Egypt Prime Minister meets Turkish trade delegation for first time in 10 years
A delegation of Turkish businessmen has met with Egyptian Prime Minister Mostafa Madbouly for the first time in 10 years to discuss expanding operations in Egypt.
The visit marks a further warming of relations between the two countries.
The delegation included representatives from 14 companies working in industrial development, textiles, ready-made garments, sportswear, medical products and electronics, the Cabinet said on Wednesday.
The meeting, which took place in the New Administrative Capital, started with Mr Madbouly offering his condolences to the victims of the earthquake that hit Turkey and Syria earlier this month and left tens of thousands dead.
“The message of the meeting is important and clear because it is a step towards affirming the importance of trade and economic relations between Egypt and Turkey,” Mr Madbouly said. Further co-operation with Turkish companies could also increase Egypt’s exports to key markets abroad such as the UK, the US and Europe, he added.
Each of the Turkish business leaders delivered a brief address to the room on how they planned to expand their operations in Egypt.
The meeting was the product of several lower-level gatherings between Egypt’s Minister of Trade and Industry Ahmed Samir and Turkish representatives, the Cabinet said.
Foreign direct investment by Turkish companies in Egypt amounts to about $2 billion.
The Turkish delegation said it hoped to increase its investment by another $500 million this year.
Several of the business leaders, particularly those with established companies in Egypt, spoke highly of their experiences in the country, the Cabinet said.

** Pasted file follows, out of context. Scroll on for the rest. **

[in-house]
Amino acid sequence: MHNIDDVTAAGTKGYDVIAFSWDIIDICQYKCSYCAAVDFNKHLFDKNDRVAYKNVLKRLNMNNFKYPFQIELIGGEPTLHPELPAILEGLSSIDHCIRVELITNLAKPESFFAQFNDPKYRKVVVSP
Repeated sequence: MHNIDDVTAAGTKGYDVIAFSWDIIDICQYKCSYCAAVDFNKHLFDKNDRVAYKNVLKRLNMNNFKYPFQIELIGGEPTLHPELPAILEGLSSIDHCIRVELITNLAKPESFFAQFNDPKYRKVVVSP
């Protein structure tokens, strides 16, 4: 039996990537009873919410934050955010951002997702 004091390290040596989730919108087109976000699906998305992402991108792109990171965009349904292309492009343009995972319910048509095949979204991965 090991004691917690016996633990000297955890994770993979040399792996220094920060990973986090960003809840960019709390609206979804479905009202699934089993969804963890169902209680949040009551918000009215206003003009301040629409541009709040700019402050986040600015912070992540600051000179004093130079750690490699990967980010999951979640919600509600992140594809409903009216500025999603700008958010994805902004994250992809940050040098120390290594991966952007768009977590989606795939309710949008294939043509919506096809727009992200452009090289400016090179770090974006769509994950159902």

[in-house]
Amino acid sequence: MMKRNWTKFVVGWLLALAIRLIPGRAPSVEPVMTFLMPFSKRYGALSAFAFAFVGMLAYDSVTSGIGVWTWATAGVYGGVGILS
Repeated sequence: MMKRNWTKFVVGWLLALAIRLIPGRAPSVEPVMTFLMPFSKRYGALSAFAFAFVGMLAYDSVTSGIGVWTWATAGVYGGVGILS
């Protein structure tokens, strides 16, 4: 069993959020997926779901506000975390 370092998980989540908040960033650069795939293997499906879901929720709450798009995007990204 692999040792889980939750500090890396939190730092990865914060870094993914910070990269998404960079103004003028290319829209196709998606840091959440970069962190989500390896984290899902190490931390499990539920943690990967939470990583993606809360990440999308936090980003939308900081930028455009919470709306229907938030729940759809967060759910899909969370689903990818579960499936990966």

Turkish businessmen hoping to launch new endeavours raised concerns about the country’s investment climate, which Mr Madbouly said he would personally handle to give them the necessary assurances that Egypt’s market is safe for investors.
Transparency and the state’s intervention in the private sector have long deterred foreign investors from expanding their operations in Egypt. The issue was raised repeatedly during the country’s latest negotiations with the International Monetary Fund for the approval of a $3 million loan.
Turkey and Egypt severed diplomatic ties in 2013 following harsh Turkish criticism of the ousting of Egyptian president Mohamed Morsi, who was backed by the Muslim Brotherhood, which has strong ties with Turkey’s ruling AKP party.
However, despite the deterioration of the political relationship, trade between the two countries continued to increase at a significant rate, almost tripling between 2007, when a free-trade agreement signed in 2005 came into effect, and 2020, from $4.42 billion to $11.14 billion.
“Egypt and Turkey enjoy historic relations, and despite any political differences that may have occurred during previous periods,” Mr Madbouly said on Wednesday.
“We have been keen in Egypt to maintain the relationship between our people, and to keep our co-operation in the economic and trade fields close.”
The relationship between the countries has improved significantly since 2013.
Egypt President Abdel Fattah El Sisi met with Turkish counterpart Recep Tayyip Erdogan at the World Cup opening ceremony in Doha in November. A photo of the pair shaking hands was widely shared on social media.
The pair issued statements after their meeting that the handshake was the first step towards normalising ties and that more would follow.
However, both sides are still at odds over key regional issues. Turkey’s singing of an oil and gas deal with Libya’s Tripoli-based government drew ire from Egypt and Greece, which support the rival Tobruk-based administration.
Cairo has also criticised Ankara for exploratory drilling in disputed waters near Cyprus.